Salt to the sea by Ruta Septys was my last book from this year’s Carnegie list. Talk about saving the best ’til last…
The story opens in 1945, with a mismatched bunch of refugees trekking across the unforgiving, frozen, barren landscape. All with different stories, different fears, terrible secrets, but with a common aim; to escape the approach of the Russian army. Their aim? The coveted Wilhelm Gustloff, a ship that promises to save them.
I’m always really keen to read anything set in World War I or II. It’s a real test of an author when they have to deal with a subject matter so heartbreaking, so real, particularly when it’s pitched to a YA audience. Creating a story that isn’t overwhelmingly depressing, but doesn’t gloss over the horrors, the truths, is a difficult feat. I’ve read some crackers over the years: The book thief, Maus, Private Peaceful, All the light we cannot see, to name but a few. Fantastic books should make you a bit uncomfortable.
I’ve never read a book about refugees in Russia. I knew nothing. I do now. I adored this book. It completely consumed me in the two days it took for me to finish it. I loved and hated some of the characters with a passion.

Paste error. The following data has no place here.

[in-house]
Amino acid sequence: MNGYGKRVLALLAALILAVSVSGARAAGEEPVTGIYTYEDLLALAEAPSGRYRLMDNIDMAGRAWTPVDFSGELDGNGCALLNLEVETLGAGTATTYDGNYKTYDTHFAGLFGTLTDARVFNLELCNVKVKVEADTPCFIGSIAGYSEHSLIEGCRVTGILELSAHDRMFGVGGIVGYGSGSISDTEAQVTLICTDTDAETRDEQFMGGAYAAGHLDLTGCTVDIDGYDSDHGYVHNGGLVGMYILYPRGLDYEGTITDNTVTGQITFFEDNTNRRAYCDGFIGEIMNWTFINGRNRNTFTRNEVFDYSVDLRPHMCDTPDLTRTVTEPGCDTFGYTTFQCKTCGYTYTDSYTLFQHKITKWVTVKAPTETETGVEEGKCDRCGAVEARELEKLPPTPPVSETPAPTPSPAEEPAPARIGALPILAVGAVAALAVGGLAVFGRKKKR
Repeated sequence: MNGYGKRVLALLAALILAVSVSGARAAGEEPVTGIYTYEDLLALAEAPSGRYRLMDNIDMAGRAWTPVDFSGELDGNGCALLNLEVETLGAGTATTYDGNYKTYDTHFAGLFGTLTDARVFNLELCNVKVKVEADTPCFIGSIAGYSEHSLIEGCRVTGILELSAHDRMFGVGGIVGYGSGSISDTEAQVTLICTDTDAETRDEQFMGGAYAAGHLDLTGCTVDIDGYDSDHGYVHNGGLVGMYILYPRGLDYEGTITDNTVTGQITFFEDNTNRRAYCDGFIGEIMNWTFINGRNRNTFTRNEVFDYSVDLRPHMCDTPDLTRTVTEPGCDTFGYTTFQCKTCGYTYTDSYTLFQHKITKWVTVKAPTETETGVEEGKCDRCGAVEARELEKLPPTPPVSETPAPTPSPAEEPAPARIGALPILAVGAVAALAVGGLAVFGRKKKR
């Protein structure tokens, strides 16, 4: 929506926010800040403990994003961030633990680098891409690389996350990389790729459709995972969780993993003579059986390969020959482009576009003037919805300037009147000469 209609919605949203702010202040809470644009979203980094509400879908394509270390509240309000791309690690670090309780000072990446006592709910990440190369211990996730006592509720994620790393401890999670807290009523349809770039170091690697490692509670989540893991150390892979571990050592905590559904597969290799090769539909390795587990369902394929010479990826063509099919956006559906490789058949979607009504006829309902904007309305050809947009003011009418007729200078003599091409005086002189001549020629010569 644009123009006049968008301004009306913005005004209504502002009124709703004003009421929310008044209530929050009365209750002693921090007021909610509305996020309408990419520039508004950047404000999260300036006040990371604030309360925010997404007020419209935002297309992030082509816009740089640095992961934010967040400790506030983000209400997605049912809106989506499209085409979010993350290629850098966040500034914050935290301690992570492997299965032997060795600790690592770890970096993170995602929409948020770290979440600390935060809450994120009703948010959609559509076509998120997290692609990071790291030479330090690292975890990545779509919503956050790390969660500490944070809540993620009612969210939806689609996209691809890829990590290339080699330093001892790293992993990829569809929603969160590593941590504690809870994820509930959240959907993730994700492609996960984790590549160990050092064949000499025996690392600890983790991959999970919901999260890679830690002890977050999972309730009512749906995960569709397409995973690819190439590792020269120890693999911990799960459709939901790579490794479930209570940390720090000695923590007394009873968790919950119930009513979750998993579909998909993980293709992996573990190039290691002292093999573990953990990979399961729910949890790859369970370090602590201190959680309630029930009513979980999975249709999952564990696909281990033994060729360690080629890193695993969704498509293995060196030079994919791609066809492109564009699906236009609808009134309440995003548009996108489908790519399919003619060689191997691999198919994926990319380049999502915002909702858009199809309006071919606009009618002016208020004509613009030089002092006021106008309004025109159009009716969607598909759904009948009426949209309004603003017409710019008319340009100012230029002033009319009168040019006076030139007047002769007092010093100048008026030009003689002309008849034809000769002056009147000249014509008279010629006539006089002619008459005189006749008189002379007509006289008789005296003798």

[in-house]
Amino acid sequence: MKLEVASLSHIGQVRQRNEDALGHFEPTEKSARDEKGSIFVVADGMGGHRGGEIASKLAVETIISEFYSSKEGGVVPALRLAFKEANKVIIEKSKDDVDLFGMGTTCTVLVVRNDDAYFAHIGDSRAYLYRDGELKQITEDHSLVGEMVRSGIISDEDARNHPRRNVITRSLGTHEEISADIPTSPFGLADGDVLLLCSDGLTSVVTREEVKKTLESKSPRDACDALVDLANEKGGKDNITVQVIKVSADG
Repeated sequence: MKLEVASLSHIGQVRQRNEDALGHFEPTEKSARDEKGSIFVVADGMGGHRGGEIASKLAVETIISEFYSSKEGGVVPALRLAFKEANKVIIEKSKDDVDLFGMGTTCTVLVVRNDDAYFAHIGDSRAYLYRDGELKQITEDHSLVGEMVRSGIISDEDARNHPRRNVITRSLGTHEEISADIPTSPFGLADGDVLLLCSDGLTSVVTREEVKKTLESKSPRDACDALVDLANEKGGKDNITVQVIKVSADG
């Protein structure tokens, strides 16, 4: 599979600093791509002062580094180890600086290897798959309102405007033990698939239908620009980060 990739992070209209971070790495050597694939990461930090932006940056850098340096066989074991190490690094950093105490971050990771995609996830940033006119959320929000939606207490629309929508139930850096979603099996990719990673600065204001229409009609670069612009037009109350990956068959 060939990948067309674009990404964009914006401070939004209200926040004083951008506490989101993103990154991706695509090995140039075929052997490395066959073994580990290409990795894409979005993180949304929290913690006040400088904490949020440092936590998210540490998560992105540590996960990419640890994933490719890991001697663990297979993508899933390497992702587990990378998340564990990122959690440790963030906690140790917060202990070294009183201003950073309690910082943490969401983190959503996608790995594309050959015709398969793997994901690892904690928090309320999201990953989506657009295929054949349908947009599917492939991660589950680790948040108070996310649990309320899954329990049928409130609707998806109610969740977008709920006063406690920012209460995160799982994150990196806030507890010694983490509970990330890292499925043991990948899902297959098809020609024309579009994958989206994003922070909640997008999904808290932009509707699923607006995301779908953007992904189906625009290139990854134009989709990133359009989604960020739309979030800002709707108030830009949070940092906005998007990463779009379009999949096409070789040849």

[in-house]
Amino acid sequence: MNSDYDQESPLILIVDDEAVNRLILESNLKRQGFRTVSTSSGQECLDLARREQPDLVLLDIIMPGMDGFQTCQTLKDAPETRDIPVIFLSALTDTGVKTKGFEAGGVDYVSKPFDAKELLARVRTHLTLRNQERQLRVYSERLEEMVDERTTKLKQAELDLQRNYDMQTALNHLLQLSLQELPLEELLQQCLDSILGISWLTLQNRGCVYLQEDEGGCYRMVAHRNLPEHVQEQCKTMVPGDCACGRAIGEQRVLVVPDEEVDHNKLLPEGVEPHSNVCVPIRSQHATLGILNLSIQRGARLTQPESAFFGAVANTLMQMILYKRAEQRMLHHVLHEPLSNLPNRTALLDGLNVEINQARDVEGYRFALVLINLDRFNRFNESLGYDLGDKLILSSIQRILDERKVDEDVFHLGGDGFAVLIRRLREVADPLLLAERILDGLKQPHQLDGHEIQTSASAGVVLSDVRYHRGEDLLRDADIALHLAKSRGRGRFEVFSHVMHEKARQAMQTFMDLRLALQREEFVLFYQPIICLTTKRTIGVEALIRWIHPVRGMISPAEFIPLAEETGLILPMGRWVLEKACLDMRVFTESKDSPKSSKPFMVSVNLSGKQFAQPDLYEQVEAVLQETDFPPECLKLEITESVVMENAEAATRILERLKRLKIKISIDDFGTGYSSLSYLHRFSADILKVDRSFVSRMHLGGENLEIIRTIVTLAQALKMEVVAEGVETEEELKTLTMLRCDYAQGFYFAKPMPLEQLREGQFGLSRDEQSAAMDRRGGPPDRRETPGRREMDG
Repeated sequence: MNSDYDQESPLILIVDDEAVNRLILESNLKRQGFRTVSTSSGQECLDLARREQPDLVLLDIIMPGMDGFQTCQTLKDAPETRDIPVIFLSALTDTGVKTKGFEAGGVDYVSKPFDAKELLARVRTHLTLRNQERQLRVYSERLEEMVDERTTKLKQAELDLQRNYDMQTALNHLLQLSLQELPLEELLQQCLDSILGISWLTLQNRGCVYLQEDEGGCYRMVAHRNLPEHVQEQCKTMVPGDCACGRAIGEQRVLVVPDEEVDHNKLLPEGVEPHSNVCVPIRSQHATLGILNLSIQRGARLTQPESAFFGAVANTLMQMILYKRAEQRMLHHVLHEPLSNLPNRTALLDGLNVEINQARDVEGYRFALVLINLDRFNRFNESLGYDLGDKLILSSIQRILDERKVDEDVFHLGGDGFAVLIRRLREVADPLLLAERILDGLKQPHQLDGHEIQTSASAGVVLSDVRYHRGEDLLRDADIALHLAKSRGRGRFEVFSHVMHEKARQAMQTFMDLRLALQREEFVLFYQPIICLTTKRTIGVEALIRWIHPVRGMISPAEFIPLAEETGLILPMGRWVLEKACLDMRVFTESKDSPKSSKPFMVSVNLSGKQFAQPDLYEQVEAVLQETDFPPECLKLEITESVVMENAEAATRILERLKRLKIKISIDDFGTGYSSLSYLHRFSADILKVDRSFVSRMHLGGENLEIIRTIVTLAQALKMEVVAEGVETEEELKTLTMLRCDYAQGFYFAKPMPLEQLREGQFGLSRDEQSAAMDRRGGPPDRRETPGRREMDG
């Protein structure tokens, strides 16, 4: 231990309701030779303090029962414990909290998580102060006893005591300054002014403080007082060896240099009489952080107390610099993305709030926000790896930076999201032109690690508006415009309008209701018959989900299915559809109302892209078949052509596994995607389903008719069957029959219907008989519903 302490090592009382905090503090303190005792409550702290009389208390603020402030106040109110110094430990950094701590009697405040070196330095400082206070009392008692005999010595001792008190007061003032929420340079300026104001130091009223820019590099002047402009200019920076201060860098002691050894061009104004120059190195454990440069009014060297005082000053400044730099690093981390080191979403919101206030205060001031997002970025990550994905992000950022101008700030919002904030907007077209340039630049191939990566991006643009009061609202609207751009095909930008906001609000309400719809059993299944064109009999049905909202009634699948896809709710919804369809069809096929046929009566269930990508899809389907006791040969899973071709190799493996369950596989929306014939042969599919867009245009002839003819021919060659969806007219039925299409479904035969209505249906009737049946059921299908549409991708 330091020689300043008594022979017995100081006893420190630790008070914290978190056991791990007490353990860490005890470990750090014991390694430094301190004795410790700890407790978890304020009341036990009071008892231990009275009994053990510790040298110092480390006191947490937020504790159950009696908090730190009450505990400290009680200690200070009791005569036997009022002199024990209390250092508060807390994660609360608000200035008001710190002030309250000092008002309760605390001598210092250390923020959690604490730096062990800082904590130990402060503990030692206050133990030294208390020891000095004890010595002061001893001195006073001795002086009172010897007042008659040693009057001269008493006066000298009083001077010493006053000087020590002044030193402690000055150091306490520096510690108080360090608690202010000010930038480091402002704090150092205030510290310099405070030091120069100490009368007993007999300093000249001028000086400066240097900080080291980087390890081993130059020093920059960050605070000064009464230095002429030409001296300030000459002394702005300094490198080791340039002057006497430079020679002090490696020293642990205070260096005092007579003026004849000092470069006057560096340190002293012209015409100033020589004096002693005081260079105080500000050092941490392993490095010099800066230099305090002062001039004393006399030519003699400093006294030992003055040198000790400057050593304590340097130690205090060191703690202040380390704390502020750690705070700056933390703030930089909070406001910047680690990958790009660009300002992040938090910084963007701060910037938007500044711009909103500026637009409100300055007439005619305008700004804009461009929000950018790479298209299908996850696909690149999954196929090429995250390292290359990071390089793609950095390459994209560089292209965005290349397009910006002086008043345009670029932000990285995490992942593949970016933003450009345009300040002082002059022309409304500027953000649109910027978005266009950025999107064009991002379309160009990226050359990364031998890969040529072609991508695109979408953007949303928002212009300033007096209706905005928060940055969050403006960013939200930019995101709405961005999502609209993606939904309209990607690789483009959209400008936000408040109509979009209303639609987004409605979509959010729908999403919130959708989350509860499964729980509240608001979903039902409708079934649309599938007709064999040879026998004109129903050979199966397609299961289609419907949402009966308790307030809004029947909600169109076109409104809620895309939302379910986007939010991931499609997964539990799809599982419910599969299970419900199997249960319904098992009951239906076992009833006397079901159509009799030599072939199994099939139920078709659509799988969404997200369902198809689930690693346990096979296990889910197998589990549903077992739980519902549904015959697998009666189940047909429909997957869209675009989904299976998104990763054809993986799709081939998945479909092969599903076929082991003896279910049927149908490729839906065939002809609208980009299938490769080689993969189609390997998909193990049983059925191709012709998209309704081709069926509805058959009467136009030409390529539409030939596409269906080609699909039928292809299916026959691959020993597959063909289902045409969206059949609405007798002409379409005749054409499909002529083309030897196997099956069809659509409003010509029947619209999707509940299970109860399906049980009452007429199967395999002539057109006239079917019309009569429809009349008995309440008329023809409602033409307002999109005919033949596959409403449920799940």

What shone through though was the sheer amount of research that Ruta had done to bring this tragedy to life. I’d never even heard of the disaster- more people died than in the Titanic or Lusitania- how is it possible that it can just disappear from history? An absolute travesty. As she says:
“When the survivors are gone we must not let the truth disappear with them. Please, give them a voice.”
I cannot rate this book highly enough. 5/5
My Carnegie 2017 predictions (I know I’m cutting it fine!):
Winner: Salt to the sea
Amnesty honour: The bone sparrow